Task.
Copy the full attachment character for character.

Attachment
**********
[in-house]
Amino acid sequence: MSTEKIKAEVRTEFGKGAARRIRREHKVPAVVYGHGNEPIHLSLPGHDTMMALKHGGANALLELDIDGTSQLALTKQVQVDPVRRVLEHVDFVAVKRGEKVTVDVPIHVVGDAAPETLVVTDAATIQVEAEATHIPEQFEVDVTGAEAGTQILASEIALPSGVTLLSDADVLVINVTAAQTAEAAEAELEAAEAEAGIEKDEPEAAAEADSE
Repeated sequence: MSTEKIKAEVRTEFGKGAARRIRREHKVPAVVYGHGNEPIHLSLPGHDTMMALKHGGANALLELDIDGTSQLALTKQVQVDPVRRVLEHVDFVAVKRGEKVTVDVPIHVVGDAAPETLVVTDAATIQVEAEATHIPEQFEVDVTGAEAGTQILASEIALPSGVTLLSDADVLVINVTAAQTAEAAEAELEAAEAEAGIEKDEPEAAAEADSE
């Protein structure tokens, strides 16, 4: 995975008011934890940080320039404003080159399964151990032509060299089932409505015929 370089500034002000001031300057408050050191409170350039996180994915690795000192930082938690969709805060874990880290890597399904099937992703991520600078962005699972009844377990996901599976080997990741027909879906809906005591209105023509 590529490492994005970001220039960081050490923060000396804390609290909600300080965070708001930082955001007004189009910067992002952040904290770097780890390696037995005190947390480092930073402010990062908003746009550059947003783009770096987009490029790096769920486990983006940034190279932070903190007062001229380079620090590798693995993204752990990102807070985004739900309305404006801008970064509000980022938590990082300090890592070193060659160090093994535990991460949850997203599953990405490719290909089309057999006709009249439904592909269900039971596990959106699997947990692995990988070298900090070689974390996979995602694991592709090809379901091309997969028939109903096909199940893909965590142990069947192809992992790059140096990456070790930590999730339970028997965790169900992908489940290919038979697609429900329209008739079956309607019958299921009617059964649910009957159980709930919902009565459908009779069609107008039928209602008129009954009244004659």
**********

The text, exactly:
[in-house]
Amino acid sequence: MSTEKIKAEVRTEFGKGAARRIRREHKVPAVVYGHGNEPIHLSLPGHDTMMALKHGGANALLELDIDGTSQLALTKQVQVDPVRRVLEHVDFVAVKRGEKVTVDVPIHVVGDAAPETLVVTDAATIQVEAEATHIPEQFEVDVTGAEAGTQILASEIALPSGVTLLSDADVLVINVTAAQTAEAAEAELEAAEAEAGIEKDEPEAAAEADSE
Repeated sequence: MSTEKIKAEVRTEFGKGAARRIRREHKVPAVVYGHGNEPIHLSLPGHDTMMALKHGGANALLELDIDGTSQLALTKQVQVDPVRRVLEHVDFVAVKRGEKVTVDVPIHVVGDAAPETLVVTDAATIQVEAEATHIPEQFEVDVTGAEAGTQILASEIALPSGVTLLSDADVLVINVTAAQTAEAAEAELEAAEAEAGIEKDEPEAAAEADSE
């Protein structure tokens, strides 16, 4: 995975008011934890940080320039404003080159399964151990032509060299089932409505015929 370089500034002000001031300057408050050191409170350039996180994915690795000192930082938690969709805060874990880290890597399904099937992703991520600078962005699972009844377990996901599976080997990741027909879906809906005591209105023509 590529490492994005970001220039960081050490923060000396804390609290909600300080965070708001930082955001007004189009910067992002952040904290770097780890390696037995005190947390480092930073402010990062908003746009550059947003783009770096987009490029790096769920486990983006940034190279932070903190007062001229380079620090590798693995993204752990990102807070985004739900309305404006801008970064509000980022938590990082300090890592070193060659160090093994535990991460949850997203599953990405490719290909089309057999006709009249439904592909269900039971596990959106699997947990692995990988070298900090070689974390996979995602694991592709090809379901091309997969028939109903096909199940893909965590142990069947192809992992790059140096990456070790930590999730339970028997965790169900992908489940290919038979697609429900329209008739079956309607019958299921009617059964649910009957159980709930919902009565459908009779069609107008039928209602008129009954009244004659």